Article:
When you talk about great forwards who have pulled on the famous black and white jersey, the man on top of the list is bound to be Nat Silcock.
Nat, who lost count of the number of appearances he made for Lancashire, was one of the few forwards to go on two tours Down Under while on the Naughton Park staff.
He toured 1932 and 1936 and was later followed by Jim Mills and Mick Adams who is the only forward to have appeared in more Test matches. Nat, a mountain of a man, who had tremendous power and pace, played 12 Tests from 1932-37. Adams had 13 appearances but two of these were as a substitute, so perhaps Nat could claim some sort of record as the 'most' capped Widnes forward. In those days of course, there were not the number of Tests that we have today. France weren't playing Rugby League then and there was no Papua New Guinea either.
Nat played two Tests each against New Zealand and Australia in the 1932 tour; all three when the Kangaroos came here a year later, all three in Australia in 1936 - when he was accompanied on the tour by the great Tommy McCue - and two in 1937. He was on a losing side on only two occasions. But the 1936 tour probably resulted in the big man missing out on perhaps the most coveted medal of all. In the days of a championship play-off, Widnes lost to Hull while Silcock and McCue were on tour. "If we had been playing in the final I'm sure Widnes would have won the title for the first time," he said.
It was, however, against the Australians in 1929 that Nat pulled off a feat which many old timers talk about today. As the 1930 Wembley souvenir put it in his pen picture: "Combining weight with speed, Silcock has distinguished himself in the new style of forward play. He has some spectacular tries to his credit and the wonderful way in which he overtook speedy Australian wing threequarter (Finch) will long be remembered."
Silcock played in the second row in that Wembley Challenge Cup final against St. Helens. It was the first time Chemics had even been in the final but they pulled off what is regarded in RL history as one of the greatest Wembley shocks with a 10-3 triumph. The Widnes team of local lads - only South African Van Rooyen was an outsider - beat a star-studded Saints side 10-3, all the points coming in the first half.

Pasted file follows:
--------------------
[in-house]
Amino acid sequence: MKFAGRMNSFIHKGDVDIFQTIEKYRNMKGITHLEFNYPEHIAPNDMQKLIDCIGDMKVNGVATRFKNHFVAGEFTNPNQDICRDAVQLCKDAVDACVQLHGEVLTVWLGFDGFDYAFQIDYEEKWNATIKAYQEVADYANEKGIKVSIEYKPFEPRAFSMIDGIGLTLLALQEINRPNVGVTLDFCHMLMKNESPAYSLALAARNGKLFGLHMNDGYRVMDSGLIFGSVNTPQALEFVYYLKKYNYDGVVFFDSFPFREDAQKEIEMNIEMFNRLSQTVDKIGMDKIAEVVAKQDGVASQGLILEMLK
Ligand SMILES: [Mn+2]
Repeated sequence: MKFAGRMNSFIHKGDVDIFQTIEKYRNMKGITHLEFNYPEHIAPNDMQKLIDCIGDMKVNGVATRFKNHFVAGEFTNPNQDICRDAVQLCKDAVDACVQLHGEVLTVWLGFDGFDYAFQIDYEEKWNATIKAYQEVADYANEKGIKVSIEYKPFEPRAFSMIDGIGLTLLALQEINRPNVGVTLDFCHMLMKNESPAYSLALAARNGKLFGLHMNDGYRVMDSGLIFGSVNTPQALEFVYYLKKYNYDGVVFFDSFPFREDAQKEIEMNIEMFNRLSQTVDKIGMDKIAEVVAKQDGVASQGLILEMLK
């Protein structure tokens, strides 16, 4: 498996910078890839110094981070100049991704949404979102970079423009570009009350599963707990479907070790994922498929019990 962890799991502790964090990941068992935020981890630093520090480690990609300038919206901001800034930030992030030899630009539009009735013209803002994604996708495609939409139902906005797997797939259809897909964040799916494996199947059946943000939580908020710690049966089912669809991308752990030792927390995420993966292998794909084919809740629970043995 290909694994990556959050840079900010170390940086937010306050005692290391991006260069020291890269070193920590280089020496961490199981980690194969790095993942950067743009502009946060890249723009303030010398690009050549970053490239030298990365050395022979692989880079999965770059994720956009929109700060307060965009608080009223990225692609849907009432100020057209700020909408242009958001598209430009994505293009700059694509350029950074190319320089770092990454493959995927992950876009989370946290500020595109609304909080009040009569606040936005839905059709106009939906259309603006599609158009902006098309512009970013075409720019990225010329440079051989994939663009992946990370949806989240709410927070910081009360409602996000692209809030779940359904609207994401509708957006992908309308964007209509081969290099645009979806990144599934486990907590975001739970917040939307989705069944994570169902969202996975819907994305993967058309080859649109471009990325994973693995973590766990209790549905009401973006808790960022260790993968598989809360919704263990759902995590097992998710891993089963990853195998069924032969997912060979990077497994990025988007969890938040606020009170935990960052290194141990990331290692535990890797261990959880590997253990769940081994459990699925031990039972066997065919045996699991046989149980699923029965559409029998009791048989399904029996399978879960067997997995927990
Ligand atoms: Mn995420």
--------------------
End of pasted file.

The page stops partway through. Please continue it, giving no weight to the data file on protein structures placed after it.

Four years later Silcock had moved up to the front row, but his second Wembley trip ended in disappointment as Widnes lost 11-5 to a Hunslet side who played with 12 men for half the game because of a shoulder injury to Morrell, sustained as he scored a try. Nat had only three years to wait for another Wembley trip. This time he went as captain and led Widnes to a great 18-5 win over Keighley and put the icing on the cake by getting the fourth try.
Nat regarded that as possibly the greatest moment of his career. It was a career which started in 1922/23 and ended suddenly in the 1938/39 season.
"I woke up one morning before a Warrington match with pains in my chest. The doctor said that I had an internal problem and that my career was over". Unfortunately in later life he suffered badly from arthritis. Sadly he reflected: "The conditions we played in were terrible at times. You couldn't get a proper bath and often in cold water. There are times when I wished I had never played the game".
Thankfully Widnes followers of the 20's and 30's were glad he did - one of the greatest players of all time. A giant if ever there was one.© This text has been taken from the Widnes R.L.F.C Hall of Fame Brochure which was written by Sam Patmore, Ron Girvin, Stephen Fox, John Potter & Chris Moore.